Begins to use a spoon and fork,Feeds self easily with fingers
Drinks from a sippy cup or open cup with assistance
Feed at regular times
Whole grain crackers and cereal
Whole grain pasta and rice
Pieces of cooked, moist meat, fish orpoultry
Cooked or grated vegetables
Soft, sliced fruit
Solid food intake:
3 meals and 2 snacks
Transistion to the family diet
Variety of textures
Bite sized pieces
DHA is an Omega-3 fat prominent in your baby's brain and important for his normal brain and eye development. By your baby's 2nd birthday, most of his brain growth will have already occurred.
If using an infant or toddler formula, use a formula that has docosahexaenoic acid(DHA). Once on solids, fatty fish is another excellent way to ensure your baby's diet is rich in DHA.†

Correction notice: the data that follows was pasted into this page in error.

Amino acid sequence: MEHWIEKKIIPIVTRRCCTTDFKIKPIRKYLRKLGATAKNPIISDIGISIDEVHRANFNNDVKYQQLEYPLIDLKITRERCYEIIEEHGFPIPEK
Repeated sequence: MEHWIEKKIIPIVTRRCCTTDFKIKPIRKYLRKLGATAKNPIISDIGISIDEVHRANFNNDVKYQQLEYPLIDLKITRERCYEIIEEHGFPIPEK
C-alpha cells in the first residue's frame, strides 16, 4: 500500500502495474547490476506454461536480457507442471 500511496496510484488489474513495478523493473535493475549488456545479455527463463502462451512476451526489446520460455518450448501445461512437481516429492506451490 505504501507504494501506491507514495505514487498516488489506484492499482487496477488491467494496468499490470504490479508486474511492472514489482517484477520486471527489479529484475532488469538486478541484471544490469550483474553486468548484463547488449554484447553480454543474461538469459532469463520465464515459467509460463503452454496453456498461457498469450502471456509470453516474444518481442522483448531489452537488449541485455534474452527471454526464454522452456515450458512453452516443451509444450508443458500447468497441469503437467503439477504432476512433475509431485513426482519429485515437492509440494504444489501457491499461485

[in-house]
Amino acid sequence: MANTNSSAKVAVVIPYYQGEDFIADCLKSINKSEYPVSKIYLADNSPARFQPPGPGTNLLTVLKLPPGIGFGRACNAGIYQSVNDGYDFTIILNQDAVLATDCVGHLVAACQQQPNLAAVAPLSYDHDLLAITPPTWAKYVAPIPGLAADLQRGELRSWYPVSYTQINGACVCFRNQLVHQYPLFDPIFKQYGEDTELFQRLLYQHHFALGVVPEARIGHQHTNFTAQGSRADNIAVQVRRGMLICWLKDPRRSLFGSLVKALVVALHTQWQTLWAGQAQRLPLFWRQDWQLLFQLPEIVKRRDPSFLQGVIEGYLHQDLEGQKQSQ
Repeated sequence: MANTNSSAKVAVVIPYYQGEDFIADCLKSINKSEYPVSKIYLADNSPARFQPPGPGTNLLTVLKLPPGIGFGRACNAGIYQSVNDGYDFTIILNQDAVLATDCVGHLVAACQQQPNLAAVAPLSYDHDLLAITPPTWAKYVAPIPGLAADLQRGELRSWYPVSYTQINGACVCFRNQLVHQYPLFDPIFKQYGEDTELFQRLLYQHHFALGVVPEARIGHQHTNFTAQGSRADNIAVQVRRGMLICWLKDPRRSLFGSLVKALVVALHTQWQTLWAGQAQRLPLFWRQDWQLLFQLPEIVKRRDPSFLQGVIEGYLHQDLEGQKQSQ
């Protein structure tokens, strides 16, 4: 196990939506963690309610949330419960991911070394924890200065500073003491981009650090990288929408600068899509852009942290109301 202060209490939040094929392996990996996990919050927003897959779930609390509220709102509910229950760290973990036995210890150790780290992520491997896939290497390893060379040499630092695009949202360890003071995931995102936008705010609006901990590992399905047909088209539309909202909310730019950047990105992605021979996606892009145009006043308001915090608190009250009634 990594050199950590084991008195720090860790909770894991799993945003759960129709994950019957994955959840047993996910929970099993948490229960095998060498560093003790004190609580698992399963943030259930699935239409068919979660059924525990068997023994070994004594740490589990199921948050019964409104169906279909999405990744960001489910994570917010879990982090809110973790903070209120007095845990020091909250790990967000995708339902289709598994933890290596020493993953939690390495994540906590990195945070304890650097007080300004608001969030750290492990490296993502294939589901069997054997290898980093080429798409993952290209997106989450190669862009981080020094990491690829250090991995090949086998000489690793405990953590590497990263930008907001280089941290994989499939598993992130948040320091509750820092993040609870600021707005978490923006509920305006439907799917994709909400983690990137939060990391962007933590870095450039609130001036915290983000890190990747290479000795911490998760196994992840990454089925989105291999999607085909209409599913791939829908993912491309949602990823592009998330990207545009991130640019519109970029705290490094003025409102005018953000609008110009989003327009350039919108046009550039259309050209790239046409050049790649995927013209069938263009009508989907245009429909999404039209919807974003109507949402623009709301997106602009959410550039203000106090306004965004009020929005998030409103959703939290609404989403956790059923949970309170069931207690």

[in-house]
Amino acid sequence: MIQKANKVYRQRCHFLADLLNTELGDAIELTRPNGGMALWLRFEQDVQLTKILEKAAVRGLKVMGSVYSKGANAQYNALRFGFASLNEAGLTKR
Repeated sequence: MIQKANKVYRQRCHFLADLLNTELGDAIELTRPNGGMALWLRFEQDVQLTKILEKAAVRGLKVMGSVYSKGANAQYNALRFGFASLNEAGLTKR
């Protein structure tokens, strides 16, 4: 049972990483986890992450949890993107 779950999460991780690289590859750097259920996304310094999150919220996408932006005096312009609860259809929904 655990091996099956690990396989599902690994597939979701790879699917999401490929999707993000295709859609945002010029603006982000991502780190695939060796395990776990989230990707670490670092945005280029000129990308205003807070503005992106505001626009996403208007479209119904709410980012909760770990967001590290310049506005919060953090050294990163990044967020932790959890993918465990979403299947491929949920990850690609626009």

Average DHA amount in breast milk: 0.32% of total fatty acids.
Iron is essential for your baby's physical and mental growth, and as he grows he needs more to meet his nutritional needs. Once your baby is on solids, make sure you provide iron rich foods.
Iron from animal products, especially meat, is absorbed more easily than from other sources. Vitamin C also helps absorption of iron from plant sources (non-heme-iron).
Your baby needs calcium for healthy development, especially of his bones and teeth.
* Average amount of DHA and ARA in worldwide breast milk is 0.32% and 0.47% (mean ± standard deviation of total fatty acids) based on an analysis of 65 studies of 2,474 women).
† For example, herring, mackerel, pollock, salmon and shrimp. Visit the FDA website for advice regarding eating fish.